For the self-portrait, the VSTB used an engineering model of MAHLI which allowed mission planners to carefully plot the moves required to capture sufficient images which could then be put together to produce the mosaic of the rover, a “close-up” version of which focusing on Curiosity itself was released in early November. In all 50 arm movements were required in order to ensure MAHLI would be correctly placed to capture the required images, and on December 11th,2012, NASA released a video animation showing how the commands were used to capture the core part of the self-portrait made on October 31st.
Onwards to Yellowknife Bay
Since my last update Curiosity has been busy. While parked above “Point Lake”, where it halted after leaving “Rocknest”, the rover passed the last remnants of a soil sample gathered at “Rocknest” to SAM – the Sample Analysis at Mars instrument – for tailored analysis based on feedback sent to the rover following Earthside studies of the initial data on the soil sample returned by SAM in November.
Following this, Curiosity resumed its trek towards “Mount Sharp”, driving through the region dubbed “Glenelg”, which had initially been determined as an intermediary way-point for the mission where the rover’s drill mechanism – the last of the major items of equipment on the Curiosity to be tested – could be put through its initial paces. Glenelg had originally been selected as an area for study because images captured from orbit showed it to be the meeting point of three terrain types. However, after leaving “Rocknest”, the rover proceeded to a point above a depression dubbed “Point Lake”. From here, images of a region bordering Glenelg proper and dubbed “Yellowknife Bay” suggested it might be a more suitable candidate for drilling.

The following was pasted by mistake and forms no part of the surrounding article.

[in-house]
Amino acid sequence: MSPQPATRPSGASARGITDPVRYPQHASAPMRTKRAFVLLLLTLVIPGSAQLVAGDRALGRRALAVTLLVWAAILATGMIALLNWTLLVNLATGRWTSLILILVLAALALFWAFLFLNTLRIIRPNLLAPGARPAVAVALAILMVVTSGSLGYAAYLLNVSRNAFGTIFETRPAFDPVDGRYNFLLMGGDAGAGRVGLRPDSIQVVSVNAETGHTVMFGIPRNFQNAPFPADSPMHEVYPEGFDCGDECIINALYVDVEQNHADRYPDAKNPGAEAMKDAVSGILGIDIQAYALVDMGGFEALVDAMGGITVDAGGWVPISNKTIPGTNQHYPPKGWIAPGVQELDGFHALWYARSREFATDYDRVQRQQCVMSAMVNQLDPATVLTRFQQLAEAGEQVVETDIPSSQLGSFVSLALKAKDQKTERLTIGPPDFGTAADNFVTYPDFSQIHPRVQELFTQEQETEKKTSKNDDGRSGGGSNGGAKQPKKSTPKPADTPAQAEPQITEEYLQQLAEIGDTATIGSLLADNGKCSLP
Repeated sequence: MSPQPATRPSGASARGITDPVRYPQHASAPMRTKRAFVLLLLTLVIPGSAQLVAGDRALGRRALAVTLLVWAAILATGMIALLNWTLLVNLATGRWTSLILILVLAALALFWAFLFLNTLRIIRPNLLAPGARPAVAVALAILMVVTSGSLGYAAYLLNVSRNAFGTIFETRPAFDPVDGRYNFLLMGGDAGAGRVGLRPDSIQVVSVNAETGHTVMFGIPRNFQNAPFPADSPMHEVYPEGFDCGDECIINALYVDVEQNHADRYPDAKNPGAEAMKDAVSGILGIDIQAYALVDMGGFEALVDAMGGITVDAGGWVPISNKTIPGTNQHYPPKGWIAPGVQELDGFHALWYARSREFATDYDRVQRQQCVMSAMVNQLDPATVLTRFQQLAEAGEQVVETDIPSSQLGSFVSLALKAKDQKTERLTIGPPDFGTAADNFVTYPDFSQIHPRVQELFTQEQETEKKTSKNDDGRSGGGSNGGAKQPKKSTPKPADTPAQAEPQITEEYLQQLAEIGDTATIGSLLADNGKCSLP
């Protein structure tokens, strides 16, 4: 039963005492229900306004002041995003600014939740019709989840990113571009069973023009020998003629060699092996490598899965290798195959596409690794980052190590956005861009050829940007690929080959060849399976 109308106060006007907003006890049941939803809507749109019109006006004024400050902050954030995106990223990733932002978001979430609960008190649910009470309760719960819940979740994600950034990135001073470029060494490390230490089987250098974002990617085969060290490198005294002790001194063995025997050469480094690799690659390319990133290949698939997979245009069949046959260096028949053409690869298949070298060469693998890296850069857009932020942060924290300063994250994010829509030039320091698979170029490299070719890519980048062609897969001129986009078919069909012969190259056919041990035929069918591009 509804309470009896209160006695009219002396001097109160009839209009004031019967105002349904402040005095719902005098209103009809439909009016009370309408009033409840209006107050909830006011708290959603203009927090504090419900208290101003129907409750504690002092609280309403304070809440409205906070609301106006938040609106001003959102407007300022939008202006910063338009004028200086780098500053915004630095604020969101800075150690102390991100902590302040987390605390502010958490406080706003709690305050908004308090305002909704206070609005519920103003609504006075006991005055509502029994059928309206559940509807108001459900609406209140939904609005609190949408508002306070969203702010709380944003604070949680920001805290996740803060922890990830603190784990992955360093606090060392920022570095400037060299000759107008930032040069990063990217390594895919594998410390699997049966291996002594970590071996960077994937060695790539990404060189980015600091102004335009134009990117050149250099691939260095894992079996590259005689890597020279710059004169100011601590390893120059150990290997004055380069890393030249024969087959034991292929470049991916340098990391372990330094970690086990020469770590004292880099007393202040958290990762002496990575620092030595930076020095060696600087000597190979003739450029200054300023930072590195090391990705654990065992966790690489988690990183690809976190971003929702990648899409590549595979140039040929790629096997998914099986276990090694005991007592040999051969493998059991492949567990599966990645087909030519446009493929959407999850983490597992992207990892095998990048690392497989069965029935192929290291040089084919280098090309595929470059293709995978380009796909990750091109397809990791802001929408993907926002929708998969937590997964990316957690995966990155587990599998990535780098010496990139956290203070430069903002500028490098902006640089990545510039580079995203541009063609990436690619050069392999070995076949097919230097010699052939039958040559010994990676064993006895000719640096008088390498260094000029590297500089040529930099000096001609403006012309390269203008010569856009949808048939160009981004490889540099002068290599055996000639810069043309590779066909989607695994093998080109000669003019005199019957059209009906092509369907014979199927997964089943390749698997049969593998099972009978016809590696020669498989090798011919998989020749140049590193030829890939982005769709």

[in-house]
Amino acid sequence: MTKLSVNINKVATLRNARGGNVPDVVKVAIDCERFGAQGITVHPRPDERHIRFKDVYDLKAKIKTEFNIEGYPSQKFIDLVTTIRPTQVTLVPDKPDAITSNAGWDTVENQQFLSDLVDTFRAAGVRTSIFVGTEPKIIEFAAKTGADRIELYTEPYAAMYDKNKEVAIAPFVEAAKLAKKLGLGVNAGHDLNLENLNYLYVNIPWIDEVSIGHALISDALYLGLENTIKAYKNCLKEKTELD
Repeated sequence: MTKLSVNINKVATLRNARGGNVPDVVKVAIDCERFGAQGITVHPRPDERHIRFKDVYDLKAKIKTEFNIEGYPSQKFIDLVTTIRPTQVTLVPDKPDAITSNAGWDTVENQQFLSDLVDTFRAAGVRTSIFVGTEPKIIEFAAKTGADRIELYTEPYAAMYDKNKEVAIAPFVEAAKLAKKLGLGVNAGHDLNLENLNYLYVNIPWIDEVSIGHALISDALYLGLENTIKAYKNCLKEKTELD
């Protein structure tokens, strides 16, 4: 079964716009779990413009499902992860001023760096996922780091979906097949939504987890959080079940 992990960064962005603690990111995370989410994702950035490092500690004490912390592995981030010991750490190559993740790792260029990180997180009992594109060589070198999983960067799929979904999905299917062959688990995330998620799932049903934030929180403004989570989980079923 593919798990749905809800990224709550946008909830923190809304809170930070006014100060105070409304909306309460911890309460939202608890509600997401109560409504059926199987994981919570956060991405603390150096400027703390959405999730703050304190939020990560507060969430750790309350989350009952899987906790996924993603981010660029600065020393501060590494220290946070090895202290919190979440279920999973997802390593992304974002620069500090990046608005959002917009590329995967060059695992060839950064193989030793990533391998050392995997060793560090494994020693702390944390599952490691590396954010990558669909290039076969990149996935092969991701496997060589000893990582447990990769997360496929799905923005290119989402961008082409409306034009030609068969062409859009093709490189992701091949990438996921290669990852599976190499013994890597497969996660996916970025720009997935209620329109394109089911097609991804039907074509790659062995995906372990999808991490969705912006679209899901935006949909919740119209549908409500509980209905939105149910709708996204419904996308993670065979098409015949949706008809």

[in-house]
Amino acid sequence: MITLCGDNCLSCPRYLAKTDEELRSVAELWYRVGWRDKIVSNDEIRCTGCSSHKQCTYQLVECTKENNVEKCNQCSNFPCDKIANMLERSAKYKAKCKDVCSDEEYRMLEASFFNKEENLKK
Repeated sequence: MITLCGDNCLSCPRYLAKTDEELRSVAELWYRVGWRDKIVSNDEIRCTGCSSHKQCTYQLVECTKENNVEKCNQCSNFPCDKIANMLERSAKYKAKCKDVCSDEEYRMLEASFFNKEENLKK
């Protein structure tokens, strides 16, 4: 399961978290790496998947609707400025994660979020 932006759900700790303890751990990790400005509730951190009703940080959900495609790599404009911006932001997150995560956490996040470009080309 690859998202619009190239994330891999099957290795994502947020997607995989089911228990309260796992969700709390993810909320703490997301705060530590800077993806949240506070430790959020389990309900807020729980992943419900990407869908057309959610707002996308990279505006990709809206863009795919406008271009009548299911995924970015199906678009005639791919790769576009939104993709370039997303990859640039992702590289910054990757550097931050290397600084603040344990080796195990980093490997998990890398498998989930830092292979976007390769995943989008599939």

Since that time, and up to Sol 123 (December 11th) the rover has completed four consecutive days of driving, moving southward into Glenelg and around the depression of “Point Lake”, before once again heading eastwards towards “Yellowknife Bay”. The four days of driving saw the rover cover 79 metres (260 feet), with the total distance covered on Mars standing at that time at just a shade under 600 metres (598 metres in fact, or 0.78 miles).
Along the way, Curiosity stopped at a rocky outcrop dubbed “Shaler”, which showed strong evidence of cross-bedding. This is a geological process in which the original depositional layering is tilted, and the tilting is not a result of post-depositional deformation. Cross-bedding forms during deposition on the inclined surfaces of bedforms such as ripples and dunes, and indicates that the depositional environment contained a flowing fluid – typically water or wind.